This document describes what that I think Firefox users need to know in order to be secure while using the web. It is long because Firefox and operating systems are not perfect; as they improve, there will be less you need to know.
Occasionally, someone finds a flaw in Firefox (or a plugin) that allows any malicious web site you visit to take over your computer. This is less of a problem in Firefox than in some other browsers: according to research by Brian Krebs, Internet Explorer users were vulnerable to at least one known critical vulnerability for 70% of the days in 2005, while Firefox users were vulnerable for 5% of 2005.
Following these measures will keep Firefox from being vulnerable to these severe security holes most of the time:
These optional measures that make your computer less likely to be infected with malware, even if your software is vulnerable:
Any software you run can take over your user account, so it is important to be careful when downloading native software.
(Hopefully, future operating systems will make it safe to download and install software by separating programs from each other and from your documents.)
Windows makes it difficult to distinguish between data files and applications, and the same actions that open files (such as double-clicking) are also used for launching applications. A music file and a malicious application can look identical on common Windows setups. If you download files, whether through the Web, e-mail, or a peer-to-peer application, you should learn how to distinguish file types.
One way to determine the types of files is to use the "Details" view, which includes a column showing an English description of the file type -- "Application", "Text document", and so on. To use this view, select "Details" from the "View" menu in Windows Explorer.
Another way to determine the type of a file is to look at the file's extension. This method requires memorizing dozens of three-letter sequences, and has some other drawbacks, so I don't recommend it. See this page about file extensions if you're interested in using this method, or if you want to know why I don't recommend it.
If you download 20 video clips from 10 porn sites, you're unfortunately expected to check the type of each one before double-clicking on it. Hopefully, future versions of Firefox will do this for you (bug 249951).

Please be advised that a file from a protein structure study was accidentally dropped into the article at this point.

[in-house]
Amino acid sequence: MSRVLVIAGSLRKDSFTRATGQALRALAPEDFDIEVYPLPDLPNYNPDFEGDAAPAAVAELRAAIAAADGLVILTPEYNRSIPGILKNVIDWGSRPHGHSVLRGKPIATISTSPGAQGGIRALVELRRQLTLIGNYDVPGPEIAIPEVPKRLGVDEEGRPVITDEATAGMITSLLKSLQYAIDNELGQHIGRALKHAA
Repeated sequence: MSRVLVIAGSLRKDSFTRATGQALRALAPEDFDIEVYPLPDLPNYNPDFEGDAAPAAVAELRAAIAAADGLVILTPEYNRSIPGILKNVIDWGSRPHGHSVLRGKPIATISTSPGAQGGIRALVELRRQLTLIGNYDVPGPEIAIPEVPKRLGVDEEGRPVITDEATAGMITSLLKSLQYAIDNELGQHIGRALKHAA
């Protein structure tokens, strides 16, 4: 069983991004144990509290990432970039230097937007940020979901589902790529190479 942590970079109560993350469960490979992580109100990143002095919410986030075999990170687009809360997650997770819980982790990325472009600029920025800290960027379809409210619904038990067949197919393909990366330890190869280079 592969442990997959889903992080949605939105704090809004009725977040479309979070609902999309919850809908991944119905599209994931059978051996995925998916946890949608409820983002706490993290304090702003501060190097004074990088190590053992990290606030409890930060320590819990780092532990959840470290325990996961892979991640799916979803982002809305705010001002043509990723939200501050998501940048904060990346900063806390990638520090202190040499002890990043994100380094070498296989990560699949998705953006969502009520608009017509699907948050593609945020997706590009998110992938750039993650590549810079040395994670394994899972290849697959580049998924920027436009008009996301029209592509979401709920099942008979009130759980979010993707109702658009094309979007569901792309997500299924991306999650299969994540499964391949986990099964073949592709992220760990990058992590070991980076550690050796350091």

Note that you cannot rely on a file's icon to determine whether it is a program or a data file, because a program can have any icon in Windows. An attacker might choose a common "video file" icon as the icon for the program disguised as a data file.
When in doubt, drag the file to the correct application -- for example, run Winamp, then drag the supposed audio file to Winamp. Alternatively, right-click the file and select a specific action, such as "Edit in Wordpad" or "Play in Winamp". Beware of the verb "Open", which can refer both to opening a document and launching an application.
By the way, any software you use to handle data from the web should be kept up-to-date. For example, if you download MP3s and play them in Winamp, be sure to keep Winamp up-to-date.
When you're about to log into an e-commerce site like eBay, you should make sure you're actually on eBay, rather than one of the hundreds of phishing sites designed to look like eBay. You cannot rely on the content area to determine where you are, because the appearance of a site can easily be copied. In Firefox, look at the address bar to determine where you are; see the section below on hostnames for how to interpret this information.
Phishing usually involves forged email, so be especially careful after clicking a link in an email that appears to come from a site like eBay. When in doubt, close the window and use another method to reach the site.
Firefox has anti-phishing that detects about 80% of phishing sites, mostly by maintaining a list of known phishing sites. Since the people who run phishing scams frequently have tens of thousands of compromised computers on which to host phishing sites, the 80% figure is unlikely to improve. So while using Firefox protects you from some phishing scams, you can't rely on it and you still need to check what site you're on.
You should make sure a site is trustworthy before making a purchase or downloading software from it. Here are some quick things you can try: